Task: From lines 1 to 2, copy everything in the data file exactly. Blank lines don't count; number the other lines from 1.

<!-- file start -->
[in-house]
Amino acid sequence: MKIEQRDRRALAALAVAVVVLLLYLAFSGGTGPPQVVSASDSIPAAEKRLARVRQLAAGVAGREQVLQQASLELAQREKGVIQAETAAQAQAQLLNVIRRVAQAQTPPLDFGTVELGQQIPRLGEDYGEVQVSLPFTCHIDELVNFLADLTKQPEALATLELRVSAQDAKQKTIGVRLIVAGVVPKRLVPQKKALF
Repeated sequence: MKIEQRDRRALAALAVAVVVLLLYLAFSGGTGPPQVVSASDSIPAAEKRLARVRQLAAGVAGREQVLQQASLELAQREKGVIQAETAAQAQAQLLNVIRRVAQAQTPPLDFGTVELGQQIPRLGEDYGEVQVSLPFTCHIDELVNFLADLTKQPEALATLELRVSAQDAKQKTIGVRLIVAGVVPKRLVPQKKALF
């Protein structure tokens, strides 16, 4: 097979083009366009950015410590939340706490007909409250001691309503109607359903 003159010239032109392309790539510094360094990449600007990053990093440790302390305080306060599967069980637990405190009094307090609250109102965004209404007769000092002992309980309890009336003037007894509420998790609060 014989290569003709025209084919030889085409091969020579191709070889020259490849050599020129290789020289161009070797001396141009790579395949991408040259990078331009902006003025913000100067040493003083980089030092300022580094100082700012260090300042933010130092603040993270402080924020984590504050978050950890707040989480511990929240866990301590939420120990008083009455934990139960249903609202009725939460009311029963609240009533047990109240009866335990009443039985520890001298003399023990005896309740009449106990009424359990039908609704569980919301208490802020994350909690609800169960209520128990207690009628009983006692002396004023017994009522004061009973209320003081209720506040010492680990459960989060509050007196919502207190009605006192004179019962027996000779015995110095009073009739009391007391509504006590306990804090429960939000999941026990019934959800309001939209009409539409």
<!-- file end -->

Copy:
[in-house]
Amino acid sequence: MKIEQRDRRALAALAVAVVVLLLYLAFSGGTGPPQVVSASDSIPAAEKRLARVRQLAAGVAGREQVLQQASLELAQREKGVIQAETAAQAQAQLLNVIRRVAQAQTPPLDFGTVELGQQIPRLGEDYGEVQVSLPFTCHIDELVNFLADLTKQPEALATLELRVSAQDAKQKTIGVRLIVAGVVPKRLVPQKKALF